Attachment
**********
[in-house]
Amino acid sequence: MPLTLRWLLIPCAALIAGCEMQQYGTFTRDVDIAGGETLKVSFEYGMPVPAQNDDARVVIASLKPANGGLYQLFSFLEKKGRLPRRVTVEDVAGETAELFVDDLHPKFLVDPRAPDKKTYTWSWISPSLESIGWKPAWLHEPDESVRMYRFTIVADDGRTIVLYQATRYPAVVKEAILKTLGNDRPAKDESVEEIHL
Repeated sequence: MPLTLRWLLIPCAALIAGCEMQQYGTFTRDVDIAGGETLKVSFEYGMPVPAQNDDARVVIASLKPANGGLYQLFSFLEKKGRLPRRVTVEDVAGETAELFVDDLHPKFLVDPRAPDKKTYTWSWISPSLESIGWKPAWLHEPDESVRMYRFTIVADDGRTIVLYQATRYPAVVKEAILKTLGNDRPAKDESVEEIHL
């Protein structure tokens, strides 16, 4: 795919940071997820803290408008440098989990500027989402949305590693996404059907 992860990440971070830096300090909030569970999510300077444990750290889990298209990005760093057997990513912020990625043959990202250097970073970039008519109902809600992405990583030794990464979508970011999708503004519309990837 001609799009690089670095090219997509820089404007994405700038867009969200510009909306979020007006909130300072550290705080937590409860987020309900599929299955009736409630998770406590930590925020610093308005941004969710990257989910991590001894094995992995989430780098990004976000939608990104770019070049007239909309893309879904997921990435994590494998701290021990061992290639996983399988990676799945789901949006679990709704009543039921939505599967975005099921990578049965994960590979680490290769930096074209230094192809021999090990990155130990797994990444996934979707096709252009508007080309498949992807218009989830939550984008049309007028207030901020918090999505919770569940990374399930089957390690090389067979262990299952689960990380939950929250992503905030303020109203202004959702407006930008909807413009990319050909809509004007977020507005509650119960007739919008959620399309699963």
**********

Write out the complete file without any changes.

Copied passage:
[in-house]
Amino acid sequence: MPLTLRWLLIPCAALIAGCEMQQYGTFTRDVDIAGGETLKVSFEYGMPVPAQNDDARVVIASLKPANGGLYQLFSFLEKKGRLPRRVTVEDVAGETAELFVDDLHPKFLVDPRAPDKKTYTWSWISPSLESIGWKPAWLHEPDESVRMYRFTIVADDGRTIVLYQATRYPAVVKEAILKTLGNDRPAKDESVEEIHL
Repeated sequence: MPLTLRWLLIPCAALIAGCEMQQYGTFTRDVDIAGGETLKVSFEYGMPVPAQNDDARVVIASLKPANGGLYQLFSFLEKKGRLPRRVTVEDVAGETAELFVDDLHPKFLVDPRAPDKKTYTWSWISPSLESIGWKPAWLHEPDESVRMYRFTIVADDGRTIVLYQATRYPAVVKEAILKTLGNDRPAKDESVEEIHL
């Protein structure tokens, strides 16, 4: 795919940071997820803290408008440098989990500027989402949305590693996404059907 992860990440971070830096300090909030569970999510300077444990750290889990298209990005760093057997990513912020990625043959990202250097970073970039008519109902809600992405990583030794990464979508970011999708503004519309990837 001609799009690089670095090219997509820089404007994405700038867009969200510009909306979020007006909130300072550290705080937590409860987020309900599929299955009736409630998770406590930590925020610093308005941004969710990257989910991590001894094995992995989430780098990004976000939608990104770019070049007239909309893309879904997921990435994590494998701290021990061992290639996983399988990676799945789901949006679990709704009543039921939505599967975005099921990578049965994960590979680490290769930096074209230094192809021999090990990155130990797994990444996934979707096709252009508007080309498949992807218009989830939550984008049309007028207030901020918090999505919770569940990374399930089957390690090389067979262990299952689960990380939950929250992503905030303020109203202004959702407006930008909807413009990319050909809509004007977020507005509650119960007739919008959620399309699963």